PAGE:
• Don’t use the city ferries in Bangkok during the peak hours. They fill those things past capacity and sometimes they sink. Use them during non-peak hours when they are not crowded.
  • Never eat female horseshoe crabs in Thailand. The roe of the horseshoe crab has tetrodotoxin (TTX) which is toxic to humans. It makes people very sick and some people have even died as a result.


How to get there:

  • 14°21’23.9″N 100°34’58.9″E

There are two main ways to get to Ayutthaya, by bus or by train.

  • By train –
  • By Bus
    • For me, since I live in northern Bangkok, it was easier to go to Mochit Bus Terminal (หมอชิตสอง).
    • The ticket cost 50THB and the ride took 1.5 hours.



  • 0 3533 5304 (Ayutthaya Bus Terminal)


  • How ever you try to pronounce the name, “Ayutthaya” no one will have a clue as to what you are trying to say.
  • The main historical city is on an island.
  • You can walk around or save time by getting atuk-tuk.
    • Get a price you are comfortable with and destinations worked out before you get in the tuk-tuk.
    • Many tuk-tuk drivers will have laminated maps with trip plans in English.


Wat Lang Ka

How to get there:

  • 14°21’29.3″N 100°34’30.7″E

It’s not too far from the bus stop. It’s between Naresuan Ally and Ho Rattanachai and along a canal.



  • Free


  • Always available


  • No one knows when this temple was built.

Wat Maha That

How to get there:

  • +14° 21′ 25.39″, +100° 34′ 4.05″

This temple is in the north-east corner of Rama Public Park along Naresuan Ally west of Wat Lang Ka.



  • 50 THB


  • 7:30 – 18:30


Phra Mongkhon Bophit

How to get there:

  • +14° 21′ 17.83″, +100° 33′ 27.13″

This temple is west of Rama Park.



  • Free


  • Normal Temple Hours (sorry that’s the best information I can find)

Wat Lokkayasutharam

How to get there:

  • +14° 21′ 20.15″, +100° 33′ 9.99″

It’s west of Phra Mongkhon Bophit, right across the street. But you might have to go around the block.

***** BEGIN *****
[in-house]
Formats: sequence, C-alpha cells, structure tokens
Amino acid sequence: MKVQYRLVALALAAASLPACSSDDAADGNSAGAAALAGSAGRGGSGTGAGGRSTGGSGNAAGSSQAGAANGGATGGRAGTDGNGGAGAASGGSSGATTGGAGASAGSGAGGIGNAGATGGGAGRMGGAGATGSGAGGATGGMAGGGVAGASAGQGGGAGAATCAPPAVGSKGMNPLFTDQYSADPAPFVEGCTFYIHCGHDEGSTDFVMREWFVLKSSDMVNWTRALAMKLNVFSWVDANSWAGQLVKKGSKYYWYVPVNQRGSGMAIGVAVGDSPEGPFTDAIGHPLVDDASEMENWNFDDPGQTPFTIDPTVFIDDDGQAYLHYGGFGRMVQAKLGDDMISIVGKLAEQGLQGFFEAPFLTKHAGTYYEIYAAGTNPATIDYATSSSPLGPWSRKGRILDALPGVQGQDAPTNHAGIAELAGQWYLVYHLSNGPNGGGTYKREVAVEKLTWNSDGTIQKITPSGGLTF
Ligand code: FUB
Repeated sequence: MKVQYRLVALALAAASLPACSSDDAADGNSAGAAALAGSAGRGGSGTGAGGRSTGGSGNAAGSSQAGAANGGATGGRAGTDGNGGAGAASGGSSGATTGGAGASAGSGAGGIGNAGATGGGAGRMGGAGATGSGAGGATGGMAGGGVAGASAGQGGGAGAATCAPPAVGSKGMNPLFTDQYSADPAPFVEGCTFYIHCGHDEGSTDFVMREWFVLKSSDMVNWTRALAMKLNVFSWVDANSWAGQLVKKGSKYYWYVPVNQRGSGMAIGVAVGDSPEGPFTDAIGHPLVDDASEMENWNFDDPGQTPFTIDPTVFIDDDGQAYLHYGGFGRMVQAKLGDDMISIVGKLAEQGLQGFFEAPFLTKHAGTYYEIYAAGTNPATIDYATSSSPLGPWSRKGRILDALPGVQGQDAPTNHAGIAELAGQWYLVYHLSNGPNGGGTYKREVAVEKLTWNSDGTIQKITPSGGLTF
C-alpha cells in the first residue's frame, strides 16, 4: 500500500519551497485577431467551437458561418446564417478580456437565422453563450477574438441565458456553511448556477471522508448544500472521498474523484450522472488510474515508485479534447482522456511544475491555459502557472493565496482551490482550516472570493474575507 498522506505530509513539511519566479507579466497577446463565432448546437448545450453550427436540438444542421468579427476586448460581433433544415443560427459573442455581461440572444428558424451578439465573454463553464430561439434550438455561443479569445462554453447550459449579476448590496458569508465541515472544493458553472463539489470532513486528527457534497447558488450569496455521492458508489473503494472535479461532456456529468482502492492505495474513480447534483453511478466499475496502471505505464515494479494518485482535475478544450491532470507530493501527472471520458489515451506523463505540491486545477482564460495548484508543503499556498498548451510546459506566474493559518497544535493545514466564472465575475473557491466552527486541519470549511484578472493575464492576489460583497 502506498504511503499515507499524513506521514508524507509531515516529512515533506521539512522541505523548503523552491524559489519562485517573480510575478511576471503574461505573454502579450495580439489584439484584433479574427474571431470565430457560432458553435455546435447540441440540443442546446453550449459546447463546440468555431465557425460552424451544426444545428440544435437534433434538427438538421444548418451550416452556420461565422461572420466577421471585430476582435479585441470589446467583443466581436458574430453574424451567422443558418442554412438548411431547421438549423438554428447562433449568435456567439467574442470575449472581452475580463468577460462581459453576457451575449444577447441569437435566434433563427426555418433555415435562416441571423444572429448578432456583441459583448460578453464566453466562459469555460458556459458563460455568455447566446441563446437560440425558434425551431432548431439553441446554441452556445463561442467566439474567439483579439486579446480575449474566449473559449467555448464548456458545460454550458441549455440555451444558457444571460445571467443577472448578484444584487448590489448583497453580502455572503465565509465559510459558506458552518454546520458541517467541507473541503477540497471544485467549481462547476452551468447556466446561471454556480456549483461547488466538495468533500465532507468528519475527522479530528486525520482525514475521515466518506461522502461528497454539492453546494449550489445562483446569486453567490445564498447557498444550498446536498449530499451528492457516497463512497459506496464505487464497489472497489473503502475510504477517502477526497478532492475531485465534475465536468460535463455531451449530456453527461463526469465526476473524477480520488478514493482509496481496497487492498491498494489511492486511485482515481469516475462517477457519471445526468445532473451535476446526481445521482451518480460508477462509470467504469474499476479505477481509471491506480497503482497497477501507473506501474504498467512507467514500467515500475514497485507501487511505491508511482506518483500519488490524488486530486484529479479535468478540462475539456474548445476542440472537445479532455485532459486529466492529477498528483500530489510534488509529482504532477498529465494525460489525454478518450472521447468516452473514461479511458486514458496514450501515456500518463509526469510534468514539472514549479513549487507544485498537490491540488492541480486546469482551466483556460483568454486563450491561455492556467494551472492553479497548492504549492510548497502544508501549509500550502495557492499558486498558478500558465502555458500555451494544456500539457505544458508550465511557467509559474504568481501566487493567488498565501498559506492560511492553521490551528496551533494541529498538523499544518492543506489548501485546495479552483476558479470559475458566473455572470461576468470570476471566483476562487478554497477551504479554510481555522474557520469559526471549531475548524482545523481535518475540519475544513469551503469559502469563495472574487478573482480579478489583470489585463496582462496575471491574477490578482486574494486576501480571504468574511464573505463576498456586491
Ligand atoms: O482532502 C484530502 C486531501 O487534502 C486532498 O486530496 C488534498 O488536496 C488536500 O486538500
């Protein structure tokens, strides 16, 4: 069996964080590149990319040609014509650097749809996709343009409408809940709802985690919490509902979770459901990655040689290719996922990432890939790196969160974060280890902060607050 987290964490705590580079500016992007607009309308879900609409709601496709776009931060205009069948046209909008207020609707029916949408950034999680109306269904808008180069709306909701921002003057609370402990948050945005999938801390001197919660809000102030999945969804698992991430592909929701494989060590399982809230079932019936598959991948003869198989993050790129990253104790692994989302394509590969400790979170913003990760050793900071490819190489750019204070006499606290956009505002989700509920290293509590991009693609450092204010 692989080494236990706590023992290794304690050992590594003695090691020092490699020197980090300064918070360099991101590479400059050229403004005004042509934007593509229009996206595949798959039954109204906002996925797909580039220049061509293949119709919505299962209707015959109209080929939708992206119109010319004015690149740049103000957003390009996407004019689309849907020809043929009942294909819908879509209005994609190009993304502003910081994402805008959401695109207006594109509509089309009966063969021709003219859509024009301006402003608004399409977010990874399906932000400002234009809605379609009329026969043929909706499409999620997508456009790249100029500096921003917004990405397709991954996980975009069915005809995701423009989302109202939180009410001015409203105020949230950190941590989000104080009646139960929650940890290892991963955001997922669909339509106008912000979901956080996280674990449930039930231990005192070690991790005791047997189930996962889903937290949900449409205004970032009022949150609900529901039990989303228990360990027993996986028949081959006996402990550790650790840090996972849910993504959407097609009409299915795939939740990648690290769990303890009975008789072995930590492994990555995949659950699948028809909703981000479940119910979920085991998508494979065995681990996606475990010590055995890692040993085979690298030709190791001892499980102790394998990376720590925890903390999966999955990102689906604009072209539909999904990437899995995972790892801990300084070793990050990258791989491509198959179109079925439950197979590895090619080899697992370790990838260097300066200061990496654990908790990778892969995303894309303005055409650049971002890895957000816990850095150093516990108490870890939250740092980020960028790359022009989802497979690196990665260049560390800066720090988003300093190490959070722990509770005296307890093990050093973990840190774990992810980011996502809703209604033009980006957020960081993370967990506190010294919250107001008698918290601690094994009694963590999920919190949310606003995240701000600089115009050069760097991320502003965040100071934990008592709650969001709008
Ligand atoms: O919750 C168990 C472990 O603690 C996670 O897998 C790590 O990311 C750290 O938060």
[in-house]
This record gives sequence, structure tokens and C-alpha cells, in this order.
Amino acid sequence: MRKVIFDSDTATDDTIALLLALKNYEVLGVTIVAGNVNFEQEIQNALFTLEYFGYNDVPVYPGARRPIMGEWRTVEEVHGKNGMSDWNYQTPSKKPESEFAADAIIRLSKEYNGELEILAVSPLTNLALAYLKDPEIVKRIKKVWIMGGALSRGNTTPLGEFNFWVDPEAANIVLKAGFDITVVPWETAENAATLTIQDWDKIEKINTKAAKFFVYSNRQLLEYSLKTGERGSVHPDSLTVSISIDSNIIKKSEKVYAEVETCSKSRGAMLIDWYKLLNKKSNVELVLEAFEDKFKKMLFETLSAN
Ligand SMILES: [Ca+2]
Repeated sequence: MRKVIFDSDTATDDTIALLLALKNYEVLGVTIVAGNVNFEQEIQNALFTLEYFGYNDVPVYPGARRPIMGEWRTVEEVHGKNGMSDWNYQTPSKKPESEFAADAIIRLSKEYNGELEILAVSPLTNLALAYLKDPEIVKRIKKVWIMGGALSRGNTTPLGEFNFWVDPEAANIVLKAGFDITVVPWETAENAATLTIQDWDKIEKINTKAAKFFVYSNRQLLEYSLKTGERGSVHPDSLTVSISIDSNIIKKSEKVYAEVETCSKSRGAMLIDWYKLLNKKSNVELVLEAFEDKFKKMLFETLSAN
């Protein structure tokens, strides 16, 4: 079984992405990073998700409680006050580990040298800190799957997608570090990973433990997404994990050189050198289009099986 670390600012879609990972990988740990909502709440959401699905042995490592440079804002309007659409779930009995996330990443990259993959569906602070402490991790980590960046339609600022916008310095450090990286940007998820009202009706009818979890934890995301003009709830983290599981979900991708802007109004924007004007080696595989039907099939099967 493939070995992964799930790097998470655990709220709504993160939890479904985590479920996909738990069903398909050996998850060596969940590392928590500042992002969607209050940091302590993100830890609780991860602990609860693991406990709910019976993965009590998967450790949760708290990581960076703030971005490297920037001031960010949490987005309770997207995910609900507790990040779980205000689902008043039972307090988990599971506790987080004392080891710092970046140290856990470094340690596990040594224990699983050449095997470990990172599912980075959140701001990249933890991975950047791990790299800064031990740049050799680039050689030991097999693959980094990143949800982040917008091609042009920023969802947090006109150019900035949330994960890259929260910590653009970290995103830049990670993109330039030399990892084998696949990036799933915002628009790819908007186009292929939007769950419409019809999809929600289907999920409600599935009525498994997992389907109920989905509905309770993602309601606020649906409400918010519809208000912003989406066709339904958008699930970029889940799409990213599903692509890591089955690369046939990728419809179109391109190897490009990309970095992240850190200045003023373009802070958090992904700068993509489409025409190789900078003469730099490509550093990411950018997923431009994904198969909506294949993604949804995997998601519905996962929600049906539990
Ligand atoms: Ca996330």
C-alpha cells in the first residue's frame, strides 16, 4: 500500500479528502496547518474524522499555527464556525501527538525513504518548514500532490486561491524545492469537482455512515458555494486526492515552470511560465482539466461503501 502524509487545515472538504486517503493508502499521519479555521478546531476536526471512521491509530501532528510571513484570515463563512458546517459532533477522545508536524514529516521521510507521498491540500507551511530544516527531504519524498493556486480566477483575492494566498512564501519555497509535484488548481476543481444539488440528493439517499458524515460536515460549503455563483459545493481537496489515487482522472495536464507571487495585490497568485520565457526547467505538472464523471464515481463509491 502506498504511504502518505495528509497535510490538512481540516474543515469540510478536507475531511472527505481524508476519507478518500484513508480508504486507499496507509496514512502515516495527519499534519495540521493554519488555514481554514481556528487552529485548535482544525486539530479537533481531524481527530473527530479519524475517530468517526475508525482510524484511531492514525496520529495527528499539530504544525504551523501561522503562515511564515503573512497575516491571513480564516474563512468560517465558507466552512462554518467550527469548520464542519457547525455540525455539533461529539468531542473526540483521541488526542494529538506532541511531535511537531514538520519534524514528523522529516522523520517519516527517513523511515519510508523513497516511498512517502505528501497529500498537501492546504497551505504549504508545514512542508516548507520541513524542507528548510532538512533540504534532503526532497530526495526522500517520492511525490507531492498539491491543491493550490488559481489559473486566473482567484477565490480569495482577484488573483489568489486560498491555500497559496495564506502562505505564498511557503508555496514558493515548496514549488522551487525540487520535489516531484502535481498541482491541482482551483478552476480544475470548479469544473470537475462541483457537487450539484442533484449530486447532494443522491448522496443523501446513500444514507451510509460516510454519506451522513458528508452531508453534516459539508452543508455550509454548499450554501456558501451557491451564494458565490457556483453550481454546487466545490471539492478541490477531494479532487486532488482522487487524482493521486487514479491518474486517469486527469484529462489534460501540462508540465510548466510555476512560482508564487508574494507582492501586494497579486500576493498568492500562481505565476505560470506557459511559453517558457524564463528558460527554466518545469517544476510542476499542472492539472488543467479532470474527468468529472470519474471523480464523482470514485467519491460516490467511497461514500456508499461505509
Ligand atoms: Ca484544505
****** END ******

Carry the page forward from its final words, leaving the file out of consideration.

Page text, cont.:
•  Free


  • Always available

Dominican Church of San Petro

How to get there:

  • +14° 20′ 3.29″, +100° 34′ 29.86″

It is not on the island. It’s south of the island and across the river from the Japanese settlement.



  • Free


  • It seems to always be open, but I’m not completely sure.


  • I think you can open the draws and look at the artifacts. At least there is no one there to tell you not to do that.

Wat Chai Wattanaram

How to get there:

  • +14° 20′ 37.27″, +100° 32′ 29.88″

This temple is not on the island. It is west of the island across the river from Queen Sirikit Palace.



  • 50THB


  • 8:00 – 18:00


  • Do not skip this. You must see it!

The Skeleton left from the Hopewell Project

How to get there:

Just head towards the old airport or go up north. Below are some buses you can take. As you drive by look out of the left window. For some parts it runs parallel to Vibhavadi Rangsit Road.

Buses: 29, 59, 510, 513


  • This is what is left behind from a now defunct  project to link the Don Muang Airport (old airport) to downtown Bangkok. For many reasons it was never finished and will never be finished. Some have called it the Stonehenge of Thailand.
  • It is not in Ayutthaya, but you will see if you travel between Ayutthaya and Bangkok by bus.


One Response to “Dry Bones”

  1. […] are times when a tuk-tuk is a good option, like in Ayutthaya. It just depends on the concentration of foreign tourist in the area. When the tourist are mostly […]